An online game in which the hero must take the base of the enemy is the new “spiritual opiate” of Chinese youth to be fought, according to the government of China on Honor of Kings, e-sport (electronic sport) that has turned fever throughout the world. Asia and that moves millions of Yuan.
It’s not just any metaphor: it refers to the drug introduced by the British to addict and dominate the Chinese in the 19th century, a passage that has been cherished until today by China, which gave rise to what they call the “century of humiliation”.
To prevent an epidemic of addicts, the government of “Papa Xi”, as the state press sometimes refers to the country’s leader, decided to impose a limit of one hour of game per day on Fridays and weekends — this in the periods of class; on vacation, you are free to play for 1 hour every day of the week.
The limit came just as the country announced it would include classes on the political doctrine of Xi Jinping, the country’s most powerful leader in decades, in the school curriculum.
The online gaming period limitation is the most recent (and noisy) in a series of initiatives the Chinese Communist Party has taken on the internet.
The country, which already controls the network, censors sensitive discussions and blocks certain websites, has now made what experts consider a kind of revolution, including aspects that are praised and that can be adopted elsewhere.
The most impactful novelty was the approval by Congress of new legislation to protect personal data, which prevents the collection without prior consent and regulates the storage of private information.
Another project, still an idea under discussion, wants to impose stricter rules for the use of recommendation algorithms by online platforms, which provide suggestions according to what the user usually watches or researches.
These algorithms are targeted by internet specialists and political scientists in general for creating bubbles and facilitating, in some cases, the radicalization of political positions, practices that companies like Google and Facebook have been accused of allowing at least since the election of former US president Donald Trump.
The China Cyberspace Administration’s proposals include the possibility of disabling the recommendations, prohibiting price discrimination based on history, and the need for internet authority approval when the algorithm could influence public opinion.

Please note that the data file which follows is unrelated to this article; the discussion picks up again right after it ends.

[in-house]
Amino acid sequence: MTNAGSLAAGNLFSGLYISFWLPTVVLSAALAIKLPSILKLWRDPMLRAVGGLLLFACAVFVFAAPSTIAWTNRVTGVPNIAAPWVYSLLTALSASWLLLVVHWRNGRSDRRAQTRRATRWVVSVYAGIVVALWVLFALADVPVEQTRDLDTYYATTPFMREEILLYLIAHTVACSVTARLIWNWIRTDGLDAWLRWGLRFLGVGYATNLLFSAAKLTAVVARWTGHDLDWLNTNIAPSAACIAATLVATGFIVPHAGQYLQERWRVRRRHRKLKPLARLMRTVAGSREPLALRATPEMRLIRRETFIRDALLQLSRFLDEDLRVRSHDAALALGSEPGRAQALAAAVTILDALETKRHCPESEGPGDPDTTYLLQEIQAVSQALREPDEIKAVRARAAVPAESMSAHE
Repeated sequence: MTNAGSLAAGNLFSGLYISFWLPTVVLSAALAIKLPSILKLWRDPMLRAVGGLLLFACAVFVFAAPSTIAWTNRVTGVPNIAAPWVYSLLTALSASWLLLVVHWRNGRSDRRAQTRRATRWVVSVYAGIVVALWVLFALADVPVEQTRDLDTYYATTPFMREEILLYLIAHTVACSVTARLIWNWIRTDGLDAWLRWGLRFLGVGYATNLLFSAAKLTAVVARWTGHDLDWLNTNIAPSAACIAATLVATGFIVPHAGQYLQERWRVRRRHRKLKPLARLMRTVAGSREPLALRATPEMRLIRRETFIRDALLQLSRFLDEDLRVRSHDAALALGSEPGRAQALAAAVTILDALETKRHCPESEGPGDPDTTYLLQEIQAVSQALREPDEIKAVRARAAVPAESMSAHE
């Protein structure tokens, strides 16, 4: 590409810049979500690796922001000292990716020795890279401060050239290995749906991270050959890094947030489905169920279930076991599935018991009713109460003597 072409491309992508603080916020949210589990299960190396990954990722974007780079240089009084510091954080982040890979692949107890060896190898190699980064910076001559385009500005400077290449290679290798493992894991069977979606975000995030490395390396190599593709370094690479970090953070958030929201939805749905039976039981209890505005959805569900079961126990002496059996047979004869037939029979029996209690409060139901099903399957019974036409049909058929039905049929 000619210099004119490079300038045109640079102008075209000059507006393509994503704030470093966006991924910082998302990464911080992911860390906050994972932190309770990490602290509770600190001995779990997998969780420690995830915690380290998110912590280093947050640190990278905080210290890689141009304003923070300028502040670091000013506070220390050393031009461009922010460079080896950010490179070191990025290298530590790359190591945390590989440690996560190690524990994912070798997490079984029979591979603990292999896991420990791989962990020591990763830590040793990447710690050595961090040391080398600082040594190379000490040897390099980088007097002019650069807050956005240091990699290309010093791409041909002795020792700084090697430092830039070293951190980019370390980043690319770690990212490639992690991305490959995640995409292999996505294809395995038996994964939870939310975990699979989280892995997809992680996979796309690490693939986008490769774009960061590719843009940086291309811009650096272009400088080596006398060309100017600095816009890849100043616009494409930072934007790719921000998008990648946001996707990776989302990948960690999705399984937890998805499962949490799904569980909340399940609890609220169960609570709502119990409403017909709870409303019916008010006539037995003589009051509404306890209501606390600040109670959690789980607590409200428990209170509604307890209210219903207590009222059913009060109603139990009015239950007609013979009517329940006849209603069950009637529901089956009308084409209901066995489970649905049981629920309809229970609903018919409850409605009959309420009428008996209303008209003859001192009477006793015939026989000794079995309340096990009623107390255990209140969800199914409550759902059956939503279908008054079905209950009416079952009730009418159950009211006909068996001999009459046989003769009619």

Director of the Data Privacy Brazil Research Association, Rafael Zanatta says that it is possible to analyze the measures from different perspectives.
First, for an advance over the country’s tech giants, such as Tencent (owner of the most popular online games and the WeChat app), in a way for the government to “show who’s boss”.
There is also, in the interest of establishing itself as a power, the desire to export a regulatory model, something that Europe has done in the last decade with strict laws on what technology companies can collect from the user.
But regulation also “accompanies profound transformations in Chinese society”, which for millennia values the collective over the individual, but which has been “contaminated” by Western values in recent decades, which tend towards greater individualization.
“This led to the approval of a Civil Code that has a specific chapter on personality rights, which includes the right to the protection of personal data.”
Professor at FGV Direito Rio and coordinator of the Center for Technology and Society at FGV, Luca Belli says that China is doing what several Western countries have tried to do: “framing” the technology giants — which is much easier in a government authoritarian.
Among the interesting elements of the new legislation, he highlights the obligation for internet platforms to have advice from external experts who can assess and guide data use policies, algorithm management and information security, in line with what was created by Facebook a year ago.
Even the imposition on how many hours teenagers can play video games makes sense, he says, as it is a public health issue, also discussed in Western countries.
“It is common to regulate products made to create dependency, as Brazil did with casinos. The regulation of games affects teenagers, who have extremely fragile psychological defenses”, says Belli, who researches the internet in the countries of the Brics, a bloc formed by Brazil, Russia, India, China and South Africa.
The restriction, of course, provoked reactions among the Chinese, with rejection especially among the younger ones.
“They say games are the new spiritual opiate. Either their self-control is bad, or their parents are not able to raise their children well. I formed my character through games and made a lot of good friends. Although I hardly play anymore these days, the years I spent in Internet cafes were the happiest of my life,” wrote a young man on the Weibo social network.
New law requires consent for companies to collect personal data, imposes regulatory rules and limits information to be collected to a minimum
Government limits it to 1 hour a day, only on Fridays and on weekends, a period when minors can play on the internet —in the middle of the night it was already prohibited. On vacation, however, it is allowed to play every day.
Still under discussion, the idea allows to disable recommendations and prohibit companies from discriminating prices according to user behavior
Investigation against giants
Government investigates ‘tycoons’, such as Didi (owner of 99 in Brazil), for allegedly violating the privacy of users and wants to prohibit companies that store large amounts of data from opening operations on foreign stock exchanges